American citizens victimized by criminals can expect the Carabineros (Chilean uniformed police) to be cooperative and professional; however, most officers do not speak English. In rare instances, Americans citizens have been advised by the Carabineros to not file a police report. Any victim of a crime should always ensure an official police report is filed.
Emergency telephone numbers are 133 for police, 132 for fire, and 131 for ambulance.
The Carabineros are the uniformed national police force and have primary responsibility for crime prevention, order and traffic control. They are considered to be one of the most professional, well-trained, and least corrupt police forces in Latin America.
The Policía de Investigaciones (PDI) is a plain-clothed investigative police agency similar to the U.S. Federal Bureau of Investigation. The PDI deals primarily with criminal investigations and immigration. The PDI responds to residential burglary investigations, cybercrime, narcotics investigations, counter-terrorism, and immigration issues.
Medical services are modern and similar to what one would find in the U.S. However, outside of metropolitan Santiago, the level of medical care can vary greatly. Hospitals with ambulance services and pharmacies exist in great numbers in Santiago. A doctor’s prescription is needed to obtain certain medicines, such as antibiotics.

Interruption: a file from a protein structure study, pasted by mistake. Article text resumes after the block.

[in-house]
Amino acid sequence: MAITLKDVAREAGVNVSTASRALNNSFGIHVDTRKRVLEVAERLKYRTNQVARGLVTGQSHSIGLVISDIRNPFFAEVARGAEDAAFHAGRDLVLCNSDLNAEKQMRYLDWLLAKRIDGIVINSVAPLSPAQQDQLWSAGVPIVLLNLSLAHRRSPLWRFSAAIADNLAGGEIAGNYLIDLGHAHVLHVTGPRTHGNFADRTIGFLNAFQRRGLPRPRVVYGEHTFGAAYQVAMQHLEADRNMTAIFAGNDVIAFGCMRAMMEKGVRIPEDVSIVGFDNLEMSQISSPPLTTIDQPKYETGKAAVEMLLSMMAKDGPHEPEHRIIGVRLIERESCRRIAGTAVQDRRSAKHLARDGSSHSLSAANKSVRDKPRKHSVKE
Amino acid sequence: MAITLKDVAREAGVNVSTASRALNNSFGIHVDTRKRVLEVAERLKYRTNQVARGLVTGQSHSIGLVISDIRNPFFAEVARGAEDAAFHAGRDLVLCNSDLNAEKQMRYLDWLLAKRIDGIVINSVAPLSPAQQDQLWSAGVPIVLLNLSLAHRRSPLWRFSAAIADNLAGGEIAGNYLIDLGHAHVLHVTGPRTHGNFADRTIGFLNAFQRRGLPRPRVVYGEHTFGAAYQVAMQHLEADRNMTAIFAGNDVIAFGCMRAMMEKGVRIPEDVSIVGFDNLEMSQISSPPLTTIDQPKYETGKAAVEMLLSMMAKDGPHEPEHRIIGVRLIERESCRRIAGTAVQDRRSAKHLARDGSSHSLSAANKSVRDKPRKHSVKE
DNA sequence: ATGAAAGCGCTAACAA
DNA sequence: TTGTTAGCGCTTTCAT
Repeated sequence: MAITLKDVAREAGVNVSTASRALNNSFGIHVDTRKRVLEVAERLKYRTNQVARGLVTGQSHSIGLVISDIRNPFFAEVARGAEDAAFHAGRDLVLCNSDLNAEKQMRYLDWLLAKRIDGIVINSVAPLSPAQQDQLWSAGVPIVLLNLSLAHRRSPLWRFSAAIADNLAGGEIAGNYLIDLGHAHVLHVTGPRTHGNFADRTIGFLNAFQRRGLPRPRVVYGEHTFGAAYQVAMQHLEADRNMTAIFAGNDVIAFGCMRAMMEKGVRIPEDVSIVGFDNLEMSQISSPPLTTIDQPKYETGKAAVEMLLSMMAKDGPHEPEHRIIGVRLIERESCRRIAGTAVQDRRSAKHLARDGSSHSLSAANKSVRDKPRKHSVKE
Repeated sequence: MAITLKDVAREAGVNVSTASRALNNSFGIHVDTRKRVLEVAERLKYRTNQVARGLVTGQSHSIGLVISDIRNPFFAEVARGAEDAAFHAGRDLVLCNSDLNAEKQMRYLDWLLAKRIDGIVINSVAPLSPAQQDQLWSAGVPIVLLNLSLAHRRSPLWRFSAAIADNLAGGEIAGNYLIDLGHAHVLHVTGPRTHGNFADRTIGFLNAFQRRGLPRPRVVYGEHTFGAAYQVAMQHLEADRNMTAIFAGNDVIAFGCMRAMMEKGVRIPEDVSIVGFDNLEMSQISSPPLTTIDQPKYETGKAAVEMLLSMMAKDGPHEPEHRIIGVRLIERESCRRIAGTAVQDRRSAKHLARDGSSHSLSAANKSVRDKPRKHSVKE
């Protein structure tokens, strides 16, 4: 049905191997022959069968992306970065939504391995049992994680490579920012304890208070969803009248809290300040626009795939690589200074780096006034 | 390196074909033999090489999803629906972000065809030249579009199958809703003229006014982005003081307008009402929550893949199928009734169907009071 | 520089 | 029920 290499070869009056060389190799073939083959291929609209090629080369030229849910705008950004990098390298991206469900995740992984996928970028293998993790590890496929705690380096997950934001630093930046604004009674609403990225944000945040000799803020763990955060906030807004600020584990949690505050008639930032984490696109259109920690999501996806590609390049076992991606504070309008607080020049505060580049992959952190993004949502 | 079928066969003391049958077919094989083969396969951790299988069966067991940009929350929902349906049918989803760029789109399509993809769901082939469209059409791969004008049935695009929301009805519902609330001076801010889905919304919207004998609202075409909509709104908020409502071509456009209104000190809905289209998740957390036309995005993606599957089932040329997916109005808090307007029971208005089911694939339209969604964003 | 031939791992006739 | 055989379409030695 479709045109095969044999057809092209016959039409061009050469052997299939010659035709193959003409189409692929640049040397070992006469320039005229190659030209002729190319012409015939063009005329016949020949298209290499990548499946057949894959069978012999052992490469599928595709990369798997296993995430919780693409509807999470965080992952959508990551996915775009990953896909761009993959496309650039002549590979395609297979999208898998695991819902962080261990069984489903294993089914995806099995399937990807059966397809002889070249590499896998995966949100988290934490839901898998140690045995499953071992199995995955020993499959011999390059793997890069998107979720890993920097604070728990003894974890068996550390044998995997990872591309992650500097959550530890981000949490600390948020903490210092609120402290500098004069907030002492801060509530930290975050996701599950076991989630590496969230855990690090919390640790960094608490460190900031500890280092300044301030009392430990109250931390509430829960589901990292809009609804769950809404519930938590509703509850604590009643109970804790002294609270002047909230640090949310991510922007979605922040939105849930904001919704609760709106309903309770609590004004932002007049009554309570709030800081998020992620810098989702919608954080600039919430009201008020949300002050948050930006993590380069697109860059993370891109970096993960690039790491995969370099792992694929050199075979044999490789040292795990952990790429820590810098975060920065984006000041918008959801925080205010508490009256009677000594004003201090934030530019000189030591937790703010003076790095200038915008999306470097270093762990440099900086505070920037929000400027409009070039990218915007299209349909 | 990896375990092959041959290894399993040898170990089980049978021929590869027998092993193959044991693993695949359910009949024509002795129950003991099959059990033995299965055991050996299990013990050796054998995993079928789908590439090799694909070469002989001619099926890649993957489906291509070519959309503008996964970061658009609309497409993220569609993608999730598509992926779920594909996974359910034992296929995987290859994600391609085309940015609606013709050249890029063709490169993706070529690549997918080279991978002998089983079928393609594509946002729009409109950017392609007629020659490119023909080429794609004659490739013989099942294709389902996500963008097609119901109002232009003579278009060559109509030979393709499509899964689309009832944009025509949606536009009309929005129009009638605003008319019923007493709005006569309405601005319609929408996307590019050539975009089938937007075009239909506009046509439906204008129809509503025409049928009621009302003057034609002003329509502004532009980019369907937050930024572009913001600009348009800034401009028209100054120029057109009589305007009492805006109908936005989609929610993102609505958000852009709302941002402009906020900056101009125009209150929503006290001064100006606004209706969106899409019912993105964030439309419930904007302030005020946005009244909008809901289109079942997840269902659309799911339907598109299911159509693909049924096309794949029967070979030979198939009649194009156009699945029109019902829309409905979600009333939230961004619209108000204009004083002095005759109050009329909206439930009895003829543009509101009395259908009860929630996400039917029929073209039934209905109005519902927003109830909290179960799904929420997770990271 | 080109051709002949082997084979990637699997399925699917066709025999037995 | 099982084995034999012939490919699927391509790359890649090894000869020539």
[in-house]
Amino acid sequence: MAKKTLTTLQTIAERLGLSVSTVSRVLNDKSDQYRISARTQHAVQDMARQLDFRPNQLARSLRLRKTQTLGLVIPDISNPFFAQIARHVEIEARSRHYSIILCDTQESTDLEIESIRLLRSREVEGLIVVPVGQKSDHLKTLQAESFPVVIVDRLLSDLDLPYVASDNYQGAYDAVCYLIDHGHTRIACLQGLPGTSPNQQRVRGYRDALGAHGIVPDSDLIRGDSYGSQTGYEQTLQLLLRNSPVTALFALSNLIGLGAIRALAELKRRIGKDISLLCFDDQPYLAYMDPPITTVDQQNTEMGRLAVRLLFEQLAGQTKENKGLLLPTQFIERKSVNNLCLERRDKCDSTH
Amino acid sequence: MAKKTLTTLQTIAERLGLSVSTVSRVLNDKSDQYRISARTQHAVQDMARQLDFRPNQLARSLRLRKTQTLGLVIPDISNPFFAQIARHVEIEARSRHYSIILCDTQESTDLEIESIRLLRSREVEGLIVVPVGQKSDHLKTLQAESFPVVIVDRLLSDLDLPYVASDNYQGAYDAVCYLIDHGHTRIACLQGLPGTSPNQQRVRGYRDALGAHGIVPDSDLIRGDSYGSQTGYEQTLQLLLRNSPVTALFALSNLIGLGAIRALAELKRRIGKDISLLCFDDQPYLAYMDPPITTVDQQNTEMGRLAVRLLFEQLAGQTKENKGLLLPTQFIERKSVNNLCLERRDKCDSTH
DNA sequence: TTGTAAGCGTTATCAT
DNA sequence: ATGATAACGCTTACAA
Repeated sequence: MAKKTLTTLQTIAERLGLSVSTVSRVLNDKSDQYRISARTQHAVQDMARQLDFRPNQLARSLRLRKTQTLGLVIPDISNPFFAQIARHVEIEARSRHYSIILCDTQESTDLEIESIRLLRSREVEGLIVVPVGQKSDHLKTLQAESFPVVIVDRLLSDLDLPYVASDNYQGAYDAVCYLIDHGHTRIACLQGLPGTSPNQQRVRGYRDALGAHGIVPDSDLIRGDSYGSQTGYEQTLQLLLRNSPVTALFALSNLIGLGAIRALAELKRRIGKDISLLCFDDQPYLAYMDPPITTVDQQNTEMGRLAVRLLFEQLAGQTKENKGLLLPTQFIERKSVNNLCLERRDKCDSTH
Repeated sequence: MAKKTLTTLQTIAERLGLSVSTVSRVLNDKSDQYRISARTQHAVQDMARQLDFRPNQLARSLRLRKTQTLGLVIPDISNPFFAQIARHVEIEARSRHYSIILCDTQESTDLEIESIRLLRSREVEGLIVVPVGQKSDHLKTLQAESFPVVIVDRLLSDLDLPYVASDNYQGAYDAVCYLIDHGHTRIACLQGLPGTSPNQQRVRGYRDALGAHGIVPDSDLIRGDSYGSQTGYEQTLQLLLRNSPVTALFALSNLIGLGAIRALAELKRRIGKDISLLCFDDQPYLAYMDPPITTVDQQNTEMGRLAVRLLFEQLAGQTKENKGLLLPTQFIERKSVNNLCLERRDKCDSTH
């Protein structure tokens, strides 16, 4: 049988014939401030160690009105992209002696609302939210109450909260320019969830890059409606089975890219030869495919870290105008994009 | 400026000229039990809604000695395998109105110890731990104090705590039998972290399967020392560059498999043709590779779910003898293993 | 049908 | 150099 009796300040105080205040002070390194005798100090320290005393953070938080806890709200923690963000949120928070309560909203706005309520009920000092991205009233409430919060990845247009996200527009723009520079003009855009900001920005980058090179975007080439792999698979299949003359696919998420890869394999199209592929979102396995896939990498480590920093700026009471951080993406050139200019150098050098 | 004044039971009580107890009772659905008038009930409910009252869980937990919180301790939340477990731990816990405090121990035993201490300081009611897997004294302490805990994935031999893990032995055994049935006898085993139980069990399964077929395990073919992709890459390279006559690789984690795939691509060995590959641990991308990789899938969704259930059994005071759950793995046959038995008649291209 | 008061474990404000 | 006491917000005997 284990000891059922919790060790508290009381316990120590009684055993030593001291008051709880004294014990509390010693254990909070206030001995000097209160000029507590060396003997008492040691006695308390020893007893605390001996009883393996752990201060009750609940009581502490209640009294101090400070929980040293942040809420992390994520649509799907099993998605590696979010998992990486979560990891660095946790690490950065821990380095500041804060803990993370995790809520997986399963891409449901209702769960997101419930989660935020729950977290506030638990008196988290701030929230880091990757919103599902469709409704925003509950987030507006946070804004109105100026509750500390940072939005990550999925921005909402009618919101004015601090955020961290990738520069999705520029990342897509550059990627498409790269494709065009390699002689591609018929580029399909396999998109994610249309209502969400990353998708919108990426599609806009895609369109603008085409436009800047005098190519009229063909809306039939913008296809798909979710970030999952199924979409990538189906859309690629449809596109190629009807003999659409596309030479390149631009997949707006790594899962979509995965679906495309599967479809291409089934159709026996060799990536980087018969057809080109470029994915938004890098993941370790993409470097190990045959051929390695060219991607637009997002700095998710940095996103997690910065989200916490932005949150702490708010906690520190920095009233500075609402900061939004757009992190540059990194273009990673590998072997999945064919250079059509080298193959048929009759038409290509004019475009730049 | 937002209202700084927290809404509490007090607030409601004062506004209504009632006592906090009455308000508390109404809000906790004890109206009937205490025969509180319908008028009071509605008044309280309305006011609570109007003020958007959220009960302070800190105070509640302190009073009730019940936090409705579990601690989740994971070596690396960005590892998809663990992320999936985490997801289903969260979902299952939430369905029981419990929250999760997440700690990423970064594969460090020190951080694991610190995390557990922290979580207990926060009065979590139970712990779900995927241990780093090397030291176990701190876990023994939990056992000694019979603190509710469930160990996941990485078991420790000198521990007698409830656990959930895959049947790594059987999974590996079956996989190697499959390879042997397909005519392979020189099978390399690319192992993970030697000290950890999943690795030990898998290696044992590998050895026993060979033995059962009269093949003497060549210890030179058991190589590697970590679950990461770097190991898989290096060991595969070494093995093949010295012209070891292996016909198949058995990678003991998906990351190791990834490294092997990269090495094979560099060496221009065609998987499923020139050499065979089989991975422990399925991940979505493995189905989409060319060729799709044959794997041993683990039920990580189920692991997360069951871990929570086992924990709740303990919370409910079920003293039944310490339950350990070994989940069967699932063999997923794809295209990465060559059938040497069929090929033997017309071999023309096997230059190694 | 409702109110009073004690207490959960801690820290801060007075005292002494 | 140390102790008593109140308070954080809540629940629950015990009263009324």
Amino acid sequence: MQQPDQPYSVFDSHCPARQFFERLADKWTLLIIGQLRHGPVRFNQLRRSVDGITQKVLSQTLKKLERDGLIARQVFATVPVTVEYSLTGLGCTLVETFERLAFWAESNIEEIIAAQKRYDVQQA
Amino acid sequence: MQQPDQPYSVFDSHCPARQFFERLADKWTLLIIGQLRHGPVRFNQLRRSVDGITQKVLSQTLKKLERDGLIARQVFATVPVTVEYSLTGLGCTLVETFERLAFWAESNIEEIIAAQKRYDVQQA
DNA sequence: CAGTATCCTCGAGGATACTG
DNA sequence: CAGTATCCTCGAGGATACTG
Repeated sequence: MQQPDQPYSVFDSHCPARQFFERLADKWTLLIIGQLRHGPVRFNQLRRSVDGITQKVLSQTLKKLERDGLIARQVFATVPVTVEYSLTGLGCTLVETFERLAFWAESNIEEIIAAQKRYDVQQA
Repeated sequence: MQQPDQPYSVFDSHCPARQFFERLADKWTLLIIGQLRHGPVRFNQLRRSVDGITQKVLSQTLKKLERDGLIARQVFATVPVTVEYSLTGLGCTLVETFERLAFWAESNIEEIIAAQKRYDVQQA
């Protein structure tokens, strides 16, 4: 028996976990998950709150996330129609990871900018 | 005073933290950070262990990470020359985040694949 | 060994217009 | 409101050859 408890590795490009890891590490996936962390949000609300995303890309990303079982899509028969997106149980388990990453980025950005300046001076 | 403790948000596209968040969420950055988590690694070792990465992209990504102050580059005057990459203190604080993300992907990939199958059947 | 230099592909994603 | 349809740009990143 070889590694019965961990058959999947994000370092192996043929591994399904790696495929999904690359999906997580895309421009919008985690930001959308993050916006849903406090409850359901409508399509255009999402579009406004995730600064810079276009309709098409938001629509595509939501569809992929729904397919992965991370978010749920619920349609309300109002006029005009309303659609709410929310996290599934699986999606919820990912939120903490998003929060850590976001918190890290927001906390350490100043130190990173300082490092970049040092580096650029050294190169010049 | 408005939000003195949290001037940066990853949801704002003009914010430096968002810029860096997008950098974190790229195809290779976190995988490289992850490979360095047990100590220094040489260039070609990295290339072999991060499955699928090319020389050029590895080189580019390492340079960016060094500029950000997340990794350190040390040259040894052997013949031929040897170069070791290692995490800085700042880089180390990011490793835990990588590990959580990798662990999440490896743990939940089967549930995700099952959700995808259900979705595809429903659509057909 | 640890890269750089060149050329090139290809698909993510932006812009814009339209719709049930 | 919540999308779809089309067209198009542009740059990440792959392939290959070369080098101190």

Contact Information for Available Medical Services
Tel: +(56) 22210 1111
Available Air Ambulance Services
Air Ambulance Service ‘Rescate Alemana’: Tel: +(56) 22910 9911
Country-specific Vaccination and Health Guidance
The CDC offers additional information on vaccines and health guidance for Chile.
OSAC Country Council Information
The Santiago Country Council currently meets quarterly during the year and has approximately 30 members. Please contact OSAC’s Western Hemisphere team with any questions or to join.
U.S. Embassy Location and Contact information:
Embassy Address and Hours of Operation
Av. Andres Bello 2800, Las Condes, Santiago, Chile
Embassy Hours: 0830-1700
Embassy Contact Numbers
Operator: +56 (2) 2330-3000
Post 1: +56 (2) 2330-3321
Security Regional Office (RSO) Michael Limpantsis: +56 (2) 2330-3324
Consular Affairs (CA) Mathew Gillen, Consular General: +56 (2) 2330-3364
Political/Economic Section (E/POL) Patrick Ventrell: +56 (2) 2330-3364
Drug Enforcement Administration (DEA) Chad Whitman, Country Attaché +56 (2) 2330-3401
Federal Bureau of Investigation (FBI) Ben Perez, Country Attaché (Chile, Peru and Bolivia): +56 (2) 2330-3396
Chile Country Information Sheet